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Title: Supercritical carbon dioxide for green polymer chemistry
Author: Curia, Silvio
ISNI:       0000 0004 5990 7643
Awarding Body: University of Nottingham
Current Institution: University of Nottingham
Date of Award: 2016
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This thesis details novel research on the design of new approaches that might lead to a more sustainable polymer industry by combining the use of supercritical carbon dioxide, a commercially available immobilised enzyme and renewable monomers. First, the key themes explored in this thesis are outlined. Green polymer chemistry, biodegradable and renewable polymers, biocatalysts for polymerisations (i.e. enzymes) and supercritical carbon dioxide as a reaction medium for polymer synthesis and processing are introduced (Chapter 1). Then, the high-pressure equipment and characterisation techniques are detailed. The reaction vessel used extensively in this research work is meticulously described. The high-pressure fixed-volume view cell and the high-pressure rheometer are also detailed (Chapter 2). This chapter includes also the standard operating procedure (SOP) for each piece of equipment. In the first research chapter, the carbon dioxide-induced melting point depression of poly(e-caprolactone) is investigated; thorough rheometric studies are used to provide a rheological viewpoint to this phenomenon (Chapter 3). Shear-viscosity studies were performed in order to assess the advantages that high-pressure carbon dioxide could deliver for semi-crystalline polymer processing. Visual observations of the polymer plasticisation and comparisons with high-temperature studies are also shown. In the subsequent chapter, the development of a novel enzymatic low-temperature approach for the preparation of functional low molecular weight polyesters is detailed (Chapter 4). By exploiting the unique properties of supercritical carbon dioxide and an enzyme catalyst, polymerisations ordinarily conducted using metal catalysts in excess of 200 °C were successfully conducted at milder conditions. Functional molecules could be used to end-cap the chains, thus producing green telechelics. Then, this innovative synthetic approach was extended to the preparation of bio- based amphiphilic polymers, which could be useful for drugs encapsulation and as surfactants in detergent formulations (Chapter 5). Specifically, the self-assembly of these novel polymers and the stability of the aggregated structures in water were investigated in detail. Additionally, encapsulation of a highly lipophilic molecule (Coumarin-6) and surface tension studies provided a clear demonstration of the usefulness of these polymers for a wide range of applications. The final part of the thesis sums up the overall conclusions obtained from this research work and outlines possible opportunities for future research in this area (Chapter 6).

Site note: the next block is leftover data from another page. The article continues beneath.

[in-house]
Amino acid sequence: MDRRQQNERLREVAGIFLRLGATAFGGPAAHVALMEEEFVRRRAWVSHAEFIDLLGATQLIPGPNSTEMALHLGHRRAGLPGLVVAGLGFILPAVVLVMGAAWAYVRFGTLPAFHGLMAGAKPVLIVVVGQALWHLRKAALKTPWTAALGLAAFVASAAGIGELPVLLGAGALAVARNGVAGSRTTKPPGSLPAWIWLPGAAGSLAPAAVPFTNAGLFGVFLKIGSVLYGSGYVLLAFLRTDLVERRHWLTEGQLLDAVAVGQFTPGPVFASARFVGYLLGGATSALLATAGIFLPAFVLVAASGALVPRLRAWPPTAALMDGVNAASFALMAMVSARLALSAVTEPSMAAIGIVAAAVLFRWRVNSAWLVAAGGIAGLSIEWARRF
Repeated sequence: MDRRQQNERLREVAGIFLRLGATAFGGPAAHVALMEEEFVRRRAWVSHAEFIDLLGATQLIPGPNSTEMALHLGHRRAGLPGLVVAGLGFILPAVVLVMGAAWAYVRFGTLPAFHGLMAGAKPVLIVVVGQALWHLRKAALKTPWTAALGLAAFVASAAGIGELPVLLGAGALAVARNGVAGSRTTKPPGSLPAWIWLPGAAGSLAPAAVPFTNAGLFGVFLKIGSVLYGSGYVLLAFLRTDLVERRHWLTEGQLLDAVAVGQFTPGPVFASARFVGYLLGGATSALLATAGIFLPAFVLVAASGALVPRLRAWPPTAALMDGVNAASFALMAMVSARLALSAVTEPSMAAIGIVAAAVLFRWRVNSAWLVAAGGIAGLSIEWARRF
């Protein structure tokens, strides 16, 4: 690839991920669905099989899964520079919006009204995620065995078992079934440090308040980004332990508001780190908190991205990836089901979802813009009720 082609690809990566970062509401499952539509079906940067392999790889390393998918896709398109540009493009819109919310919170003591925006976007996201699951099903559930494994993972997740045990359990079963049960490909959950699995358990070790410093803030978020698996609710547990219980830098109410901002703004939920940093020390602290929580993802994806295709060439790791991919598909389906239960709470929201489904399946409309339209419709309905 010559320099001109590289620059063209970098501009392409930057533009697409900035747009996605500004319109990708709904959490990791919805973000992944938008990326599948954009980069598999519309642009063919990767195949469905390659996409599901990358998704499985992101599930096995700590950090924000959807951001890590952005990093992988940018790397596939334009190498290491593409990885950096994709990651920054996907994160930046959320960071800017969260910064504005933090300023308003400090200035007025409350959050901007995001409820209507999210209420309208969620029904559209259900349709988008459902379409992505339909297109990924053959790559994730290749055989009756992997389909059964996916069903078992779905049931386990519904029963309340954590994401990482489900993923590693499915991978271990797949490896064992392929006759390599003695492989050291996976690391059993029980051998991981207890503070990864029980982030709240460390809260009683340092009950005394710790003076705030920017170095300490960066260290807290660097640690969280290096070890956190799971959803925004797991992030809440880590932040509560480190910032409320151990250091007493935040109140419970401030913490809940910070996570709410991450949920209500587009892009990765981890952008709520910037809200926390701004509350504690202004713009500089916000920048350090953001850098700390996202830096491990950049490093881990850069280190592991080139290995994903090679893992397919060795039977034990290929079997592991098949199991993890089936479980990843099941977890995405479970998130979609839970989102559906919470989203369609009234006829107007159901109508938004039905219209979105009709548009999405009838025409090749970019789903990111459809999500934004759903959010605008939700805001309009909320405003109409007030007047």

Supervisor: Not available Sponsor: Not available
Qualification Name: Thesis (Ph.D.) Qualification Level: Doctoral
EThOS ID:  DOI: Not available
Keywords: TP Chemical technology